State Water Resources Research Institute Program


Project ID: 2007MS63B
Title: Climatological and Cultural Influences on Annual Groundwater Decline in the Mississippi Delta Shallow Alluvial Aquifer: Identifying the Causes and Solutions
Project Type: Research
Start Date: 3/01/2007
End Date: 2/29/2008
Congressional District: 3rd
Focus Categories: Climatological Processes, Groundwater, Water Use
Keywords: Delta alluvial aquifer; recharge; withdrawal; catfish; rice; climatic variability
Principal Investigators: Wax, Charles; Massey, Joseph H.; Pote, Jonathan
Federal Funds: $ 19,602
Non-Federal Matching Funds: $ 95,528
Abstract: The shallow alluvial aquifer is the main source of groundwater developed in the Mississippi Delta region. The aquifer is heavily used for irrigation of corn, soybeans, and cotton, as well as for rice flooding and filling aquaculture ponds in the prominent catfish industry. Water levels in the aquifer are subject to seasonal declines and annual fluctuations caused by both climatological and crop water use variations from year-to-year. These declines can be dramatic and are most notable during the period April-October of each year, particularly in years when normal crop water demands are accentuated by concurrent abnormally dry climatic conditions. Recharge during the remainder of the year has recently been insufficient to restore water levels, and the aquifer is now being mined at the approximate rate of 300,000 acre-feet per year. To underscore the critical nature of this water problem, the most recent water level decline in the aquifer (October 2005- 2006) is estimated at 500,000 acre-feet (Pennington, 2006). This may represent a worst-case situation in which severe drought combined with consequent increased demand for irrigation. It is estimated that water use for row crops doubled during this period (Pennington, 2006).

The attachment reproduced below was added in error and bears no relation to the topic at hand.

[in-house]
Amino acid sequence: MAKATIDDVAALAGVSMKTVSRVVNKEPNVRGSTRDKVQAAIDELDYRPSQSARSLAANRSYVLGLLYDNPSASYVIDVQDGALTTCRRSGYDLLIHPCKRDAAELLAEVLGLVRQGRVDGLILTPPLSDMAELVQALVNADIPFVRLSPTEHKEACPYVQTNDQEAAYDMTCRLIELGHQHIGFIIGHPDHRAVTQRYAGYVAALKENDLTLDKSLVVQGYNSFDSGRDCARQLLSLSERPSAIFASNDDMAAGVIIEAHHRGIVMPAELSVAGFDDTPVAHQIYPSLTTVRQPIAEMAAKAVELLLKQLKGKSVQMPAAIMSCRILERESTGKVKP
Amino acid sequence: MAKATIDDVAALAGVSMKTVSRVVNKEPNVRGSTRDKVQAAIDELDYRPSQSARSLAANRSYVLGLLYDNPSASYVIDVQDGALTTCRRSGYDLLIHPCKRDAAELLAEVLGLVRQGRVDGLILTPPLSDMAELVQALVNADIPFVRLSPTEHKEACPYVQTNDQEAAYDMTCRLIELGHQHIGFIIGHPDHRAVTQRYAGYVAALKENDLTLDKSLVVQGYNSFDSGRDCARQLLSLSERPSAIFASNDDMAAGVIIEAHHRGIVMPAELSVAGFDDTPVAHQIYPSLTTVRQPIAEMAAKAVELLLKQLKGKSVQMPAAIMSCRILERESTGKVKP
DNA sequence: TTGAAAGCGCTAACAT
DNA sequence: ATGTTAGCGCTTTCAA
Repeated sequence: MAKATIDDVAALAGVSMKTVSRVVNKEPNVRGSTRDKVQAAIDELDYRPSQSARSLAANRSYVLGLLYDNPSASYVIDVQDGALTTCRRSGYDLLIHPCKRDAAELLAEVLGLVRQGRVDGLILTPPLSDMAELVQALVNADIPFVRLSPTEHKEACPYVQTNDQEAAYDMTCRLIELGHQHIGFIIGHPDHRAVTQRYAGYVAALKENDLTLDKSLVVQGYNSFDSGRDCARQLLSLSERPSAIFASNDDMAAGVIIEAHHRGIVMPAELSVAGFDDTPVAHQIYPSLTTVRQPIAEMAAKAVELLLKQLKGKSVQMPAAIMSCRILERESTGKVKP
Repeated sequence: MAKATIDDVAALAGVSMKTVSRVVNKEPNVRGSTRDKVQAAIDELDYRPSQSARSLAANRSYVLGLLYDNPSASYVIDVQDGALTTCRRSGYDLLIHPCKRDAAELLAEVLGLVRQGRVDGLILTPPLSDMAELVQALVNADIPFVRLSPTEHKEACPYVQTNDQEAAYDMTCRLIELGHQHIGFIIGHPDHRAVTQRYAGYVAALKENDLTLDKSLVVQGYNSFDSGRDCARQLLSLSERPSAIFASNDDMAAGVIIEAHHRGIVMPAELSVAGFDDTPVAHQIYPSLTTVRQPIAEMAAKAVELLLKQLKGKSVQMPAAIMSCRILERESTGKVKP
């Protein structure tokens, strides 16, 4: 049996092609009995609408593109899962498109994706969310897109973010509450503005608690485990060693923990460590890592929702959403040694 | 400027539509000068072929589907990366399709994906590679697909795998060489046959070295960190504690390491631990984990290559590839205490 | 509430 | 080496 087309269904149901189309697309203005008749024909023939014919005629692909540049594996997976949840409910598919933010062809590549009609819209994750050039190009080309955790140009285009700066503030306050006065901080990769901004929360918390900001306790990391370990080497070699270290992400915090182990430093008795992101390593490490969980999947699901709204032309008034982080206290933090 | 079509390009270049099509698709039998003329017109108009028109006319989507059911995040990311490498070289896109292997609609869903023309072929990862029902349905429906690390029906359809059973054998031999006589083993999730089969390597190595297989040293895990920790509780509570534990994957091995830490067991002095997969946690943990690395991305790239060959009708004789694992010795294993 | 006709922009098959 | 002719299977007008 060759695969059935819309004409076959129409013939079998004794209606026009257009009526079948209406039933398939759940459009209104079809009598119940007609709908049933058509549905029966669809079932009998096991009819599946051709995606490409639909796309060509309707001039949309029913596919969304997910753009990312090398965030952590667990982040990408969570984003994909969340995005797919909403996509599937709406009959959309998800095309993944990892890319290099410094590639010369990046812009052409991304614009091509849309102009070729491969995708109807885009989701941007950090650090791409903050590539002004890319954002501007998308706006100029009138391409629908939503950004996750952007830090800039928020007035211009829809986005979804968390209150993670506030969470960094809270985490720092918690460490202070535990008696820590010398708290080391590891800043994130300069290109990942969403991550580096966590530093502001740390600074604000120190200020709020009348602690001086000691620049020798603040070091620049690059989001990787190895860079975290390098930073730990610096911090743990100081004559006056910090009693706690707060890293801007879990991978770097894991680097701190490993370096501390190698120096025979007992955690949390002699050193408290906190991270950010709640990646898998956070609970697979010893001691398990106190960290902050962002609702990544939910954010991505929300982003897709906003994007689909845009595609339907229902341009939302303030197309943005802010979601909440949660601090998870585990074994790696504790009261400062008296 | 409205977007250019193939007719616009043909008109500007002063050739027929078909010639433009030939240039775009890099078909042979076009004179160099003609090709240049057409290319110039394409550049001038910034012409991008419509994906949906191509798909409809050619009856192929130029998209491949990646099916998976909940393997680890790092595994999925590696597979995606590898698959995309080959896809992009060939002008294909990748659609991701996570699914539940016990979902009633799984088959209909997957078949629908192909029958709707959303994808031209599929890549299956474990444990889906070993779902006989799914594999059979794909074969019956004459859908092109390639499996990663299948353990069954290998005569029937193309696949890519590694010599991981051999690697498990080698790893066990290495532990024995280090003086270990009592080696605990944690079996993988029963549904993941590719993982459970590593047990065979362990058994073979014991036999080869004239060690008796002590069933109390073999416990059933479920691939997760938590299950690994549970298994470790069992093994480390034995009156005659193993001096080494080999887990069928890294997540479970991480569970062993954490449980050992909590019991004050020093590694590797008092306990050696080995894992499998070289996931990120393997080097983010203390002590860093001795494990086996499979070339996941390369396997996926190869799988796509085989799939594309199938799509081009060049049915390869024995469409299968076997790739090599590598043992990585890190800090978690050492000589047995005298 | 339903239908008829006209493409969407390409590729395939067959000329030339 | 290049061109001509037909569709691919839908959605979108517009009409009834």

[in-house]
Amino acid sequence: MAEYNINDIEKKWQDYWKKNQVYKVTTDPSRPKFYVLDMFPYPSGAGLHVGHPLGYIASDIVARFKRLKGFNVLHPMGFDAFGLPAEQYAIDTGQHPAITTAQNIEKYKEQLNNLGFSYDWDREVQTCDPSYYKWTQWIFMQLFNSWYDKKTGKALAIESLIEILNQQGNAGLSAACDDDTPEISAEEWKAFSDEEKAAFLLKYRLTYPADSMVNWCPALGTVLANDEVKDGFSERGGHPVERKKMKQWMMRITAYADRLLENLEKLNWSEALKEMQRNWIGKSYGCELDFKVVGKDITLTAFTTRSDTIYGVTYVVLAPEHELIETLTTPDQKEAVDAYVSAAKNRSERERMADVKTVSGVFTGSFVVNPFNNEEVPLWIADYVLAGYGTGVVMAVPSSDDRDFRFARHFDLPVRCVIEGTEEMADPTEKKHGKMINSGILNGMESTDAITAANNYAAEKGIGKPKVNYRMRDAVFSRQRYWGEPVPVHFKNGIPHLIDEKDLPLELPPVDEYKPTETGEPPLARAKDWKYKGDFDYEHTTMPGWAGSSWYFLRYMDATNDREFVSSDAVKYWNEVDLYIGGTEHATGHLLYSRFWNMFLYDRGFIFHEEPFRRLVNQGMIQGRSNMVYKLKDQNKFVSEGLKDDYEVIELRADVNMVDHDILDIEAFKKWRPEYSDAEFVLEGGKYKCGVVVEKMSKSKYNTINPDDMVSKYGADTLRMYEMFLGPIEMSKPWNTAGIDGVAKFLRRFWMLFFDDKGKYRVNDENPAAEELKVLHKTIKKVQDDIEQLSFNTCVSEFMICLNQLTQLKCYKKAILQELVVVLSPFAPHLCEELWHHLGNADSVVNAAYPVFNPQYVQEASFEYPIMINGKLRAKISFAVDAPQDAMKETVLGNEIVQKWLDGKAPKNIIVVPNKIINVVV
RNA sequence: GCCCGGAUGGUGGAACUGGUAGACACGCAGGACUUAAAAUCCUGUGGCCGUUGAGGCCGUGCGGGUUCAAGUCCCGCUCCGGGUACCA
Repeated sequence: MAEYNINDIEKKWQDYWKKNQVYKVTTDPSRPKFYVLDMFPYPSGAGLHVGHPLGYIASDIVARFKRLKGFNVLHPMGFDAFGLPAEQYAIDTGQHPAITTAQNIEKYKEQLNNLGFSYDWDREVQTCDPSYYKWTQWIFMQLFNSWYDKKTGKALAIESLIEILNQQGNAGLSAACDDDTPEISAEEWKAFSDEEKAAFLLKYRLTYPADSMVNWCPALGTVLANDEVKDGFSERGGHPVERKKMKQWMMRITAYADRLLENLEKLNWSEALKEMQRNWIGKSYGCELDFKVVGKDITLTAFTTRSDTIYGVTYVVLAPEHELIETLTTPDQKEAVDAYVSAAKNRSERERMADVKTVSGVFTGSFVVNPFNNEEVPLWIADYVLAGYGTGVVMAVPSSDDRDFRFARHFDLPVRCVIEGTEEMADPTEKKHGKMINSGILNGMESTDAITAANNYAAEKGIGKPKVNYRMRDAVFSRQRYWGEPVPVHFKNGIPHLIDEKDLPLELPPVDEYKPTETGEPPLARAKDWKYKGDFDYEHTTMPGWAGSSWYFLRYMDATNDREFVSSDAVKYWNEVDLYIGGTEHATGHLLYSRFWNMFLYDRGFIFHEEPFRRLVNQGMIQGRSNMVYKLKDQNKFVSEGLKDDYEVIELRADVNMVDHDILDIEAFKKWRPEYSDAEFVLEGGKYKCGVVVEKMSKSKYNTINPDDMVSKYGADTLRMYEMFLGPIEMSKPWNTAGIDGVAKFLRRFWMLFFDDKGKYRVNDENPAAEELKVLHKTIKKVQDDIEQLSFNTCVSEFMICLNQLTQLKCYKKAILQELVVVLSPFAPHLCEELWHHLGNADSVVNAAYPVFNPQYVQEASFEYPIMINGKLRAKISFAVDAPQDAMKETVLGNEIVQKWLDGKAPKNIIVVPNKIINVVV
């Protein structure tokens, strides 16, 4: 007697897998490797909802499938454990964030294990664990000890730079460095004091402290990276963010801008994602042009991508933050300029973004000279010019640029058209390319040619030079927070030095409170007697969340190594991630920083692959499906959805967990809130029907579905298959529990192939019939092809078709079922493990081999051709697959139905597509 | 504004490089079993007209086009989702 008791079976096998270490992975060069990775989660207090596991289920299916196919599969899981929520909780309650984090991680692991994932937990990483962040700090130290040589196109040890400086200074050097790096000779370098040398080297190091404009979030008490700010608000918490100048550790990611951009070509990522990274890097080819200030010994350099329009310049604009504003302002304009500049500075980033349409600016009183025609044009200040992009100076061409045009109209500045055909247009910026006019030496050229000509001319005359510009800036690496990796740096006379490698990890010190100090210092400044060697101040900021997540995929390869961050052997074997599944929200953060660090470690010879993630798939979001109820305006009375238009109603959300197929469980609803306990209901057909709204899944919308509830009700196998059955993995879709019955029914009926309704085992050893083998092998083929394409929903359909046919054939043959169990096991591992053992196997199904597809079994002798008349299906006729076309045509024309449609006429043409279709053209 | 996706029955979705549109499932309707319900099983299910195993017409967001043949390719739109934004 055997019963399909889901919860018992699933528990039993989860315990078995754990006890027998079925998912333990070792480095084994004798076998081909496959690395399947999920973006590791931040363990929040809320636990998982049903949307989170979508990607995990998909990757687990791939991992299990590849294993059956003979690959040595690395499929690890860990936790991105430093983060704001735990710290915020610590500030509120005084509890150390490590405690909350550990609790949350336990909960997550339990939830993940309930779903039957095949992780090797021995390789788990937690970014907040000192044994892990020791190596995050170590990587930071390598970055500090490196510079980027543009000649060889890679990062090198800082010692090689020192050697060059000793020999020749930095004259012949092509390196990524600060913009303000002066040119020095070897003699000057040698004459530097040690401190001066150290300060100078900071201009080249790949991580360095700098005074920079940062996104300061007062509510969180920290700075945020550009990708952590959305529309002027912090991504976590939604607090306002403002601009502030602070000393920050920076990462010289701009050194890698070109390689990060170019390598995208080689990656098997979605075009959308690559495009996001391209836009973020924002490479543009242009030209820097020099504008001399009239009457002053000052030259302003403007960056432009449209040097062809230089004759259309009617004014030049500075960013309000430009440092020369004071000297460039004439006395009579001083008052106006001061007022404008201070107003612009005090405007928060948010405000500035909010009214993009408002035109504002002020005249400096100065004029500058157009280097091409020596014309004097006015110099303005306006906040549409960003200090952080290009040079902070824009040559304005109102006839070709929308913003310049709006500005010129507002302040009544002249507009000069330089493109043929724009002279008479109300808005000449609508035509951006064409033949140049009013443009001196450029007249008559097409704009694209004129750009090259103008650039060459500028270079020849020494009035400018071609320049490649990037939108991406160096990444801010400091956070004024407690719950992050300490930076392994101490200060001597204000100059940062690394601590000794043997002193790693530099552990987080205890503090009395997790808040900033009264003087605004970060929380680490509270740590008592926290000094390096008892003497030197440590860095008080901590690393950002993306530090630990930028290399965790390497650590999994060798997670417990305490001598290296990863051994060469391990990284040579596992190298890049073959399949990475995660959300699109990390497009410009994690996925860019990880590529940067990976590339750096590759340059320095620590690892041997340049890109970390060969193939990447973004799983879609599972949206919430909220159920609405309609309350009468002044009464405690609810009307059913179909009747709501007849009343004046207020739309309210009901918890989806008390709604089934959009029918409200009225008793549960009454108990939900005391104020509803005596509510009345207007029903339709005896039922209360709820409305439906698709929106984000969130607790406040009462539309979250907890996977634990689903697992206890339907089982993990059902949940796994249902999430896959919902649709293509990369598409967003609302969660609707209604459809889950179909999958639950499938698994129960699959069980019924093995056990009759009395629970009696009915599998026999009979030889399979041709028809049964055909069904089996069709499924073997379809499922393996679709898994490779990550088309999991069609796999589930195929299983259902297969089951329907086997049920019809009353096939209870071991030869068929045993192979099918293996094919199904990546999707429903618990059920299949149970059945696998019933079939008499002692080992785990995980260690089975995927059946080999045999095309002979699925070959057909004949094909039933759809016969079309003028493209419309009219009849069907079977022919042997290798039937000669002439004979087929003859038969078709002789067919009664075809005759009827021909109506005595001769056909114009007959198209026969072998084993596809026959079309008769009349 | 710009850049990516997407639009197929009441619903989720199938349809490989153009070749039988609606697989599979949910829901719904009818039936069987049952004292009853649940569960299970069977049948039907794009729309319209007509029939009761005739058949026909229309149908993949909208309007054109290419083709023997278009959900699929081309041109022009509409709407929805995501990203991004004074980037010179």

It is of critical importance to understand how climatological variability and cultural uses of the water cause the groundwater level in the aquifer to vary. It is also critical to discover and implement management strategies to use precipitation and other surface water sources as substitutes for aquifer withdrawals and thereby reduce the use of groundwater in the region. Stopping the consistent drop in water level in the aquifer will require a curtailment of about 300,000 acre-feet of groundwater use each year, and this is the highest priority of this research project. This information is essential to agricultural producers in the region and to planners in the Yazoo Water Management District who must design sustainable water use scenarios which will allow continuation of the productivity of the region.

Progress/Completion Report, PDF

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